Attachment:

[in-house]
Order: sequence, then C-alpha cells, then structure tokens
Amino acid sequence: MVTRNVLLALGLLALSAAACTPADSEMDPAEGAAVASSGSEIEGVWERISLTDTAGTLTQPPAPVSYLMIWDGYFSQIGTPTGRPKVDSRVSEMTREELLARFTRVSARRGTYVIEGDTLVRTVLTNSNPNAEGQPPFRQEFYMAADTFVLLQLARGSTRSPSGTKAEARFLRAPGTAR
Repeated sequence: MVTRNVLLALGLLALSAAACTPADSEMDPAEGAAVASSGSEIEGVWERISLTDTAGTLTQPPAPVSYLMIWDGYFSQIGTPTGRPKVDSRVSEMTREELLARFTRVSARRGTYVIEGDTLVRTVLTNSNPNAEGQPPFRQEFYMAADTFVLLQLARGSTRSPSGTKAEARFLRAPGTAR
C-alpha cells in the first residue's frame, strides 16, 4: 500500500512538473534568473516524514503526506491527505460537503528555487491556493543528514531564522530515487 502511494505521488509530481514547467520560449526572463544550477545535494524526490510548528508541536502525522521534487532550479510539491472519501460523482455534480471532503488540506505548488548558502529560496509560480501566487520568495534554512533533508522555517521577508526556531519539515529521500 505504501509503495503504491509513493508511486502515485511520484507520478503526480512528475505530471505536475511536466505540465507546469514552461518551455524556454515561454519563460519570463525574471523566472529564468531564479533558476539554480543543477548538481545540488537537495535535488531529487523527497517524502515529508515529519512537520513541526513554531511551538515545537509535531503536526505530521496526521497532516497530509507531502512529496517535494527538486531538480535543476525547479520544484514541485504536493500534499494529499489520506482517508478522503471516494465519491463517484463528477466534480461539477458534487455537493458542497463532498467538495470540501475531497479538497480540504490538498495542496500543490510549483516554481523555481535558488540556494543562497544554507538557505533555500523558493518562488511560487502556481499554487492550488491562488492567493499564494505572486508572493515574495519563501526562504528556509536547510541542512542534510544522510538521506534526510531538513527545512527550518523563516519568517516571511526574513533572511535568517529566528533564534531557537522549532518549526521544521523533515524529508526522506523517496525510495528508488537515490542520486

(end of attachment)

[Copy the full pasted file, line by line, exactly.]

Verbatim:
[in-house]
Order: sequence, then C-alpha cells, then structure tokens
Amino acid sequence: MVTRNVLLALGLLALSAAACTPADSEMDPAEGAAVASSGSEIEGVWERISLTDTAGTLTQPPAPVSYLMIWDGYFSQIGTPTGRPKVDSRVSEMTREELLARFTRVSARRGTYVIEGDTLVRTVLTNSNPNAEGQPPFRQEFYMAADTFVLLQLARGSTRSPSGTKAEARFLRAPGTAR
Repeated sequence: MVTRNVLLALGLLALSAAACTPADSEMDPAEGAAVASSGSEIEGVWERISLTDTAGTLTQPPAPVSYLMIWDGYFSQIGTPTGRPKVDSRVSEMTREELLARFTRVSARRGTYVIEGDTLVRTVLTNSNPNAEGQPPFRQEFYMAADTFVLLQLARGSTRSPSGTKAEARFLRAPGTAR
C-alpha cells in the first residue's frame, strides 16, 4: 500500500512538473534568473516524514503526506491527505460537503528555487491556493543528514531564522530515487 502511494505521488509530481514547467520560449526572463544550477545535494524526490510548528508541536502525522521534487532550479510539491472519501460523482455534480471532503488540506505548488548558502529560496509560480501566487520568495534554512533533508522555517521577508526556531519539515529521500 505504501509503495503504491509513493508511486502515485511520484507520478503526480512528475505530471505536475511536466505540465507546469514552461518551455524556454515561454519563460519570463525574471523566472529564468531564479533558476539554480543543477548538481545540488537537495535535488531529487523527497517524502515529508515529519512537520513541526513554531511551538515545537509535531503536526505530521496526521497532516497530509507531502512529496517535494527538486531538480535543476525547479520544484514541485504536493500534499494529499489520506482517508478522503471516494465519491463517484463528477466534480461539477458534487455537493458542497463532498467538495470540501475531497479538497480540504490538498495542496500543490510549483516554481523555481535558488540556494543562497544554507538557505533555500523558493518562488511560487502556481499554487492550488491562488492567493499564494505572486508572493515574495519563501526562504528556509536547510541542512542534510544522510538521506534526510531538513527545512527550518523563516519568517516571511526574513533572511535568517529566528533564534531557537522549532518549526521544521523533515524529508526522506523517496525510495528508488537515490542520486